Charles Field Haviland
(CH F. Haviland)
Field Haviland is the decorating mark (trademark, identity) of
and C. Parlon. It will always be stamped on the back of
every item as proof of manufacturer, sometimes alongside the
pattern name, artists number, designers name, or pattern range (eg Mozart).
and C. Parlon have been using this mark since 1941 when it
purchased the mark from a company called Gerard,
Dufraisseix and Abbot which was derived from the original
Charles Field Haviland company. Robert Haviland was the grandson
of Charles Field Haviland.
1882 to 1900 the mark could be in red, green, blue, gray, brown
or black with the letters "CH FIELD HAVILAND Limoges" inside the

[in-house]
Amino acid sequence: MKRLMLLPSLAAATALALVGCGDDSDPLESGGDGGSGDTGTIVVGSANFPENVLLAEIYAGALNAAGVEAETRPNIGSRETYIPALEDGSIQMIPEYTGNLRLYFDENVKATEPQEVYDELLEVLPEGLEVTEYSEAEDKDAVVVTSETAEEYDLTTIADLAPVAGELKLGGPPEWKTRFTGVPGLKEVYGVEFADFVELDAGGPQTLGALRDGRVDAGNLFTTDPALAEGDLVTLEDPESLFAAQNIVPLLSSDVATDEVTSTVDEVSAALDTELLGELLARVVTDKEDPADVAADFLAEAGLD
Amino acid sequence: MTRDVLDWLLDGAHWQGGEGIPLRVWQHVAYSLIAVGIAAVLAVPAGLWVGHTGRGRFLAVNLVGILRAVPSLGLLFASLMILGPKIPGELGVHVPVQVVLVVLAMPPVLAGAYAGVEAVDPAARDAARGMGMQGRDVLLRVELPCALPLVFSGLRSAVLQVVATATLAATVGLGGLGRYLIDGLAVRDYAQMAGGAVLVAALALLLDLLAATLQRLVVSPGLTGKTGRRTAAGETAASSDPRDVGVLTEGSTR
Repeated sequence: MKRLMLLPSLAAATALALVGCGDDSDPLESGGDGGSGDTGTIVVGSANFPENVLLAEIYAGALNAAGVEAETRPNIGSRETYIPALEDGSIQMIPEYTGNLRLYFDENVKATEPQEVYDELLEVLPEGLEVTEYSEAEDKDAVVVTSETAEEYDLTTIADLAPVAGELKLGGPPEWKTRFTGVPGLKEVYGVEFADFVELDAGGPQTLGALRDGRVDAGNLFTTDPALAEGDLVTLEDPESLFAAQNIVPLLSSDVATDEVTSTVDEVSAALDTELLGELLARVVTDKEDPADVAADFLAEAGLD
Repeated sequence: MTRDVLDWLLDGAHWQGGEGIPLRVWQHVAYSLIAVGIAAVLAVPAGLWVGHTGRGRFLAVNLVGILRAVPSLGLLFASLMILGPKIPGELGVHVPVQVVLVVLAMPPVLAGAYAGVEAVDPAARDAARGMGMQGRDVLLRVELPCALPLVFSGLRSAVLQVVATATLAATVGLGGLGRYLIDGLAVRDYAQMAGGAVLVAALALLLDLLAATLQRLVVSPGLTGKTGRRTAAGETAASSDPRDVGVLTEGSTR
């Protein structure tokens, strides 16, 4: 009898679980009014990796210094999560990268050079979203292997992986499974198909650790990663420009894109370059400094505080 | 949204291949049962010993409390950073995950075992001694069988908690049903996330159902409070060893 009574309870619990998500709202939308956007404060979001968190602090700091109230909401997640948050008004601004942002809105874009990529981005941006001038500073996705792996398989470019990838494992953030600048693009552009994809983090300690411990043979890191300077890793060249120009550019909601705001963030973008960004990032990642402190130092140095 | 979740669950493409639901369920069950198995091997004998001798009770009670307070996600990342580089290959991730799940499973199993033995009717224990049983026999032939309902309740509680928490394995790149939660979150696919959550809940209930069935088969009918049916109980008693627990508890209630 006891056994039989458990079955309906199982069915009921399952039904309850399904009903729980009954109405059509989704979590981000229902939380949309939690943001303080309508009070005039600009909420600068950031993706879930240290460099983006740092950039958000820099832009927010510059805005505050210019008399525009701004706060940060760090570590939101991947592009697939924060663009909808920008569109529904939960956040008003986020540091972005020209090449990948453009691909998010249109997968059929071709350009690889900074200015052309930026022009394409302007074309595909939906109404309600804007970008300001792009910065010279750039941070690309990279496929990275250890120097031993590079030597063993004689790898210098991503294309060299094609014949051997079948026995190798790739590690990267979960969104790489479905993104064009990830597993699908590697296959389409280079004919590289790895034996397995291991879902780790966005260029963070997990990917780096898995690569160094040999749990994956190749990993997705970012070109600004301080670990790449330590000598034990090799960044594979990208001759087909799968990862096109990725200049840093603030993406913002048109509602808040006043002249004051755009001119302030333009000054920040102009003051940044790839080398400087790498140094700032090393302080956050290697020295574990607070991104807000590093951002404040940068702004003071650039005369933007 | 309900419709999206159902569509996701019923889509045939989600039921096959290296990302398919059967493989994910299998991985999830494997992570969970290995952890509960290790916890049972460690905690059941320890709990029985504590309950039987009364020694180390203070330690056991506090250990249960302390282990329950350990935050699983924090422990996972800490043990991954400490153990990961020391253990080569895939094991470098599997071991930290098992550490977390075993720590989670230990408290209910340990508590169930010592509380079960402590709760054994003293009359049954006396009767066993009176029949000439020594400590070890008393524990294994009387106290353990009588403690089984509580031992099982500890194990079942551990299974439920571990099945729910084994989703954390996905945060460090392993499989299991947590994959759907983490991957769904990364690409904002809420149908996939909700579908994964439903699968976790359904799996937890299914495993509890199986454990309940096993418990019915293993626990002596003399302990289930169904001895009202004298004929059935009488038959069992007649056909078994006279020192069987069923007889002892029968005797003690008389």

a double circle as follows -
to 1941 the color was standardised to red.
mark is very similar but can contain the artists number,
designers name, the pattern name and other details.
CH Field Haviland
Haviland left America for Limoges in the early 1850s to work
his uncle, David Haviland founder of Haviland and Company and
rented a porcelain factory in partnership with his father
and brother. Subsequently he opened his own decorating studio
for porcelain to export items to the US and in 1868 purchased a
porcelain manufacturing company.
married the granddaughter of Francois Alluaud and later took
control of the Alluaud porcelain factory, one of the oldest
Limoges factories. Charles Field retired in 1881 and the company
became known as Gerard, Dufraisseix and Morel using the white
ware mark GDM. The partners changed around 1890 and the company
was subsequently called - Gerard and Dufraisseix and eventually
Gerard, Dufraisseix and Abbot (mark GDA).
trade today as Porcelaine GDA-Royal Limoges but of course the CH
Field Haviland mark now belongs to
and C. Parlon